That sweet little bundle of joy is not so small these days. Breast feeding is dwindling, baby is moving and shaking and near walking. You’ve gotten back to some exercise, or maybe you haven’t because there is some lingering discomfort in your back that bothers you. Picking up that little chunky ball of sticky sweetness, gathering up toys, keeping up with housework and laundry are all nagging reminders that things aren’t back to normal. Let’s talk about why women have lingering back pain after baby and what can be done to help it.
Childbirth is an amazing, beautiful physiological experience. Wait, WHAT??? Right. It’s a beast. It is an amazing testament to how truly strong the female body is. But let’s call it what it is…a major injury to our tissues. Some experiences are glorious, while others have a less than desirable experience and that alone can impact how we recover, how quickly and to what degree pain sticks around. The primary injury occurs to your abdominal and pelvic floor muscles. Pregnancy alone stretches the abdomen causing a Diastasis Rectus Abdominus (that’s right – we all develop this in pregnancy. Click the link to find out more about it). If you deliver by C-section this is a second insult to already injured abdominal muscles. IF you deliver vaignally, the pelvic floor is injured, 80% of women even have complete tears in the pelvic floor muscles (check out this study for more details)
Why do we just go on about our usual life after baby? Few women are told how to rehab this deep system of musculature that is so vital to our physical function as humans. This deep system is comprised of the Abdominal wall, which is an intricate layering of connective tissue and 4 muscular layers which must coordinate with each other, and with the Pelvic Floor, deep spinal muscles and the diaphragm.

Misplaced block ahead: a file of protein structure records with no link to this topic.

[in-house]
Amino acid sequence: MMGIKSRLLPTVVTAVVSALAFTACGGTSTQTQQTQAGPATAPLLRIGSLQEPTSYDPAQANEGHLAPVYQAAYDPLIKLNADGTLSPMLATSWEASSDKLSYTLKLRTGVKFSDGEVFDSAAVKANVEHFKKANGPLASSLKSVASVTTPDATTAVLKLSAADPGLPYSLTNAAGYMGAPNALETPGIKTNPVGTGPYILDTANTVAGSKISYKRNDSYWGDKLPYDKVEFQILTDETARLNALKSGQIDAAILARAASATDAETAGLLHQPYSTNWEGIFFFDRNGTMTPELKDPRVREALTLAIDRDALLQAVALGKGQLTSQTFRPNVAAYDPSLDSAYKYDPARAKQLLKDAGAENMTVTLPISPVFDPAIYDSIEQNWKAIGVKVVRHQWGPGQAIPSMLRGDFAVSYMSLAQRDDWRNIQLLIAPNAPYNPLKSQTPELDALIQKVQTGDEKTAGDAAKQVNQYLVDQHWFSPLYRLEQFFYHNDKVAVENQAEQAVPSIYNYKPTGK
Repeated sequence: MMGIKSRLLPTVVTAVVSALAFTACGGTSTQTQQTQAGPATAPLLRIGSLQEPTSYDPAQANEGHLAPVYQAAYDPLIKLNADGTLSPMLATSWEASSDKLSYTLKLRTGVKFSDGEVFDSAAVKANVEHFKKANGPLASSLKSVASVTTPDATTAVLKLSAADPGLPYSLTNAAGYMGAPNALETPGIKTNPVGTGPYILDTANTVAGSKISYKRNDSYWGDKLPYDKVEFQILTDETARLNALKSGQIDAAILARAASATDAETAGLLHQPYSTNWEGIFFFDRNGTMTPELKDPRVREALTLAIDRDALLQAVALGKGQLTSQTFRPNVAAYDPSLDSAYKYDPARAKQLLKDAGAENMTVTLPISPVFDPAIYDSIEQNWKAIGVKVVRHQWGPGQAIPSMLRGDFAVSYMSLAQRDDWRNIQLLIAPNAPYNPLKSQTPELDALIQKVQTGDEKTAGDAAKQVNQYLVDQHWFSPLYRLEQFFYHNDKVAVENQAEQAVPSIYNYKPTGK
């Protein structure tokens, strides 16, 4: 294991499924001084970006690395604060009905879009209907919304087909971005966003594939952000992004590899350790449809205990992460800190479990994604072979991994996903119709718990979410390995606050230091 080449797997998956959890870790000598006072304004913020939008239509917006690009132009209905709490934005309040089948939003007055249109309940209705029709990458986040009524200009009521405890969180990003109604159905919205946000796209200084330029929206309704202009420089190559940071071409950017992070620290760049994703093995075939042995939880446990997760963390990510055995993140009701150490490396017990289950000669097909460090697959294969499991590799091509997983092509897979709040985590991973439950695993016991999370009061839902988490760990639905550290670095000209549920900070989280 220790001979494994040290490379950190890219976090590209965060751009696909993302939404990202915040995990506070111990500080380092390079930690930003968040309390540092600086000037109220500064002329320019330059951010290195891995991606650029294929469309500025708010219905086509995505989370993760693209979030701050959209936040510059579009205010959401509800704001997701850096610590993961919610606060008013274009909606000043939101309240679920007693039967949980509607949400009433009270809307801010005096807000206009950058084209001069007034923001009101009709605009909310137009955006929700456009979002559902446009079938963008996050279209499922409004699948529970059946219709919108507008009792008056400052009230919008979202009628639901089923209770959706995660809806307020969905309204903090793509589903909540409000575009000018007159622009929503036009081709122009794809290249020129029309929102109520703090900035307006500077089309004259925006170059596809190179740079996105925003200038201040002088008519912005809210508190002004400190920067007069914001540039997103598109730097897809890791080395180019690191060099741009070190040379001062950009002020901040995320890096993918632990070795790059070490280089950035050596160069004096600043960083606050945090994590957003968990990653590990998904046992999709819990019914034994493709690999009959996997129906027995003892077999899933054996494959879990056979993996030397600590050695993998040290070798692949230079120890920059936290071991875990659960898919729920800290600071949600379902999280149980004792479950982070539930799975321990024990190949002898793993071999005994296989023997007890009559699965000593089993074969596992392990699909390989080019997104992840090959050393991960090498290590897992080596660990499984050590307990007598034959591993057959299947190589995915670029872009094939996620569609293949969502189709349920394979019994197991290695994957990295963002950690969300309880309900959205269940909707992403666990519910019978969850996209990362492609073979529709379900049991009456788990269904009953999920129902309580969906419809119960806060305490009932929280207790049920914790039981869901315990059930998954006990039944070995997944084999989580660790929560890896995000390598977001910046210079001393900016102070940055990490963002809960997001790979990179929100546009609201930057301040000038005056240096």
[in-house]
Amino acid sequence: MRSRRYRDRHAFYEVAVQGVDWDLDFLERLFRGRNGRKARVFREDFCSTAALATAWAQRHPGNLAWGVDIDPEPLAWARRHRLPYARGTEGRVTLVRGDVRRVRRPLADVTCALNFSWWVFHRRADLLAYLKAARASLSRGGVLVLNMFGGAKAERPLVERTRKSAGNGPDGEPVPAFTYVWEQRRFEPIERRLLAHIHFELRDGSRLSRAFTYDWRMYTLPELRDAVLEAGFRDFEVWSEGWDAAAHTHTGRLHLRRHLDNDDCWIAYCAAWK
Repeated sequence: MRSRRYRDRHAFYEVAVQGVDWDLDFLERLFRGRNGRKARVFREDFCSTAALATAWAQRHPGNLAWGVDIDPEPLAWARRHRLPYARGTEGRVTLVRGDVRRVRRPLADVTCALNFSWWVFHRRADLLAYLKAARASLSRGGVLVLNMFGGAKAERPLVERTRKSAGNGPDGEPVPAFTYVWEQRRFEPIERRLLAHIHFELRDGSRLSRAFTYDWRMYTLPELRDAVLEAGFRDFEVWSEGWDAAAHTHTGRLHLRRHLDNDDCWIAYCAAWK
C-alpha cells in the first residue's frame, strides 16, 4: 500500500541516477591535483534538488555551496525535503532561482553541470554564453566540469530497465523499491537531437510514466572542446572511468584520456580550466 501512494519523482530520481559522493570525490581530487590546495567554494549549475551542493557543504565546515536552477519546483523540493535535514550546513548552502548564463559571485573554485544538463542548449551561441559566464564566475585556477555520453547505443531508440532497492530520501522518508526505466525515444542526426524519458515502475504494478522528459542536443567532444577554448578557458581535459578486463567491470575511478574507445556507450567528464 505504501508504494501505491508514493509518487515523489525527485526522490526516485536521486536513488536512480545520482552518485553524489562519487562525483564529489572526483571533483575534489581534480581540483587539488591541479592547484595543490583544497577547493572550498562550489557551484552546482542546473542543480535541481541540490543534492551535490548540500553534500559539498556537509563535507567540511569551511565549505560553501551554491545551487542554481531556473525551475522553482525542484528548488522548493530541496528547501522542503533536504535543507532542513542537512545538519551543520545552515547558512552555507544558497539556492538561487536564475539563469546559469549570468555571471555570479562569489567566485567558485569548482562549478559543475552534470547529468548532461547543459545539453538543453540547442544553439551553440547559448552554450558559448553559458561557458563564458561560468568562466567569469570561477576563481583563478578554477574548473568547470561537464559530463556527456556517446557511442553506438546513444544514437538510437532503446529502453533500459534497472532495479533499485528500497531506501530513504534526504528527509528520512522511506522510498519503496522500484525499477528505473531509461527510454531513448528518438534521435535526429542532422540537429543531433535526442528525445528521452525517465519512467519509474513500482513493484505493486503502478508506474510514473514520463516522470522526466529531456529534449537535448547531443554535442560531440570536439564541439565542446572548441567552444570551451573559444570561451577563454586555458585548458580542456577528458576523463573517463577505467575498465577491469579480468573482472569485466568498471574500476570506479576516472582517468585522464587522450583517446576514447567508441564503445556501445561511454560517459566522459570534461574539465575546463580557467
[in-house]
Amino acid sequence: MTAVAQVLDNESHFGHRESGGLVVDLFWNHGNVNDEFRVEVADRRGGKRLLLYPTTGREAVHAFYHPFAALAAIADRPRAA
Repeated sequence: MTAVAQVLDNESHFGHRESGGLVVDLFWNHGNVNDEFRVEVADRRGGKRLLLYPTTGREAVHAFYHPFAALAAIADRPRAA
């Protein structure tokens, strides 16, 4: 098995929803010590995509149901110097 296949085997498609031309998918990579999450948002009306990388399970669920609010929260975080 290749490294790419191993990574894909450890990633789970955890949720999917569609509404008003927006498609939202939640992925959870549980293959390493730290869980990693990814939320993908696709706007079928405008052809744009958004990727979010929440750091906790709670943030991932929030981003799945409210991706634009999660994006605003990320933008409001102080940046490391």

The Pelvic Floor group is also a functional unit of several muscles in the base of the pelvis, they coordinate with abdominal wall, deep spine and diaphragm. There must be a coordinated effort from all these muscles for good stability in the spine, pelvis and hips. Going back to strength training, running, boot camp, barre class, etc.…without getting these muscles to coordinate can lead to more imbalance in the system, and lingering back pain.
What is quite interesting is that every woman does not respond to the same cues and exercises to get their deep muscles to coordinate correctly. So, a generic set of exercises wont work for everyone. Certainly, these exercises are helpful for some, but many women who have lingering symptoms are likely those that need some individualized assessment and guidance to help. Many of the women we help at Foundational Concepts just need the right set of cues and exercises for them to “find” that deep system and recognize they are engaging it. Once the connection is made to the brain for this system again, it is a very simple progression of exercise that will take away that nagging back pain and get you back to picking up little Joey, chasing him around and feeling good again. This brings value back to life and stops the thoughts of “I guess this is just how it is going to be after kids”.
Often, as that nagging back has lingered, you have modified how you move, causing tension or overuse in other muscles in the trunk and hips. This leads to further “laziness” in the deep muscles. They are sitting around together, having a cocktail saying, “this is great, we get to sit back and watch while they do all the work, over achievers.” Sounds silly, but it is true, after an injury, if you don’t re-train this system, it will literally sit by and do nothing. Getting weaker while the other muscles attempt to do double duty and eventually they get angry and begin to hurt. So, what is the answer?
You need to be able to find the deep muscles again. A specialist in post-partum care can help with that. Our specialists will examine your musculoskeletal system to determine where YOUR imbalances lie. They will help you connect with the deep muscles correctly, so you can begin progressing at your level. This allows for gradual coordination with the rest of the muscles, so they can calm down and feel better to let you return to caring for those you love and getting back to activities that provide meaning and value to your life.
–Sarah Dominguez, PT, MSPT, CLT, WCS, CMTPT